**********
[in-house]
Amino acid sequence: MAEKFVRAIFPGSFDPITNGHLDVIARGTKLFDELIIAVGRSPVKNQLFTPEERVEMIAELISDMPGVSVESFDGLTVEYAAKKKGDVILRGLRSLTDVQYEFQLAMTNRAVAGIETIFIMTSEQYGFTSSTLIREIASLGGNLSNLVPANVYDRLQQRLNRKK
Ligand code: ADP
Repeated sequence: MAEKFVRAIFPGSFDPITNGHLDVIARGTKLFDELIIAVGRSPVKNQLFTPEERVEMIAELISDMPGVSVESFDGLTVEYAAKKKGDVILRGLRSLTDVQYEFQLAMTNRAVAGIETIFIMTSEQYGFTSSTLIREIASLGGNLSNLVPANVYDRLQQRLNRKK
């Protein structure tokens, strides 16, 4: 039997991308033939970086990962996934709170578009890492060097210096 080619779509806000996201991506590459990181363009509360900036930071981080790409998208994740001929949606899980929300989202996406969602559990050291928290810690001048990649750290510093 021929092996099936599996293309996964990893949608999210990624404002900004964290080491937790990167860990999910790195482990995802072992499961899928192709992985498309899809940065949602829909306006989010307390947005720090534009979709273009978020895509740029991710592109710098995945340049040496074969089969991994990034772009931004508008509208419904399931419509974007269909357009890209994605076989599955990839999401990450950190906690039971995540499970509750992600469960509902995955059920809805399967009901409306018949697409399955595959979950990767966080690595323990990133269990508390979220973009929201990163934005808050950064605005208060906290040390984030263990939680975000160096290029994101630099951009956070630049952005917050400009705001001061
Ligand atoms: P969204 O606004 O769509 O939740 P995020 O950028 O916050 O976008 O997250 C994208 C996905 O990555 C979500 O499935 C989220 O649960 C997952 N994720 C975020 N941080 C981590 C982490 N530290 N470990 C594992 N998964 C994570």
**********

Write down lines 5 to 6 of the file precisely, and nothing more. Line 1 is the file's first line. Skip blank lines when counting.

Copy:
């Protein structure tokens, strides 16, 4: 039997991308033939970086990962996934709170578009890492060097210096 080619779509806000996201991506590459990181363009509360900036930071981080790409998208994740001929949606899980929300989202996406969602559990050291928290810690001048990649750290510093 021929092996099936599996293309996964990893949608999210990624404002900004964290080491937790990167860990999910790195482990995802072992499961899928192709992985498309899809940065949602829909306006989010307390947005720090534009979709273009978020895509740029991710592109710098995945340049040496074969089969991994990034772009931004508008509208419904399931419509974007269909357009890209994605076989599955990839999401990450950190906690039971995540499970509750992600469960509902995955059920809805399967009901409306018949697409399955595959979950990767966080690595323990990133269990508390979220973009929201990163934005808050950064605005208060906290040390984030263990939680975000160096290029994101630099951009956070630049952005917050400009705001001061
Ligand atoms: P969204 O606004 O769509 O939740 P995020 O950028 O916050 O976008 O997250 C994208 C996905 O990555 C979500 O499935 C989220 O649960 C997952 N994720 C975020 N941080 C981590 C982490 N530290 N470990 C594992 N998964 C994570």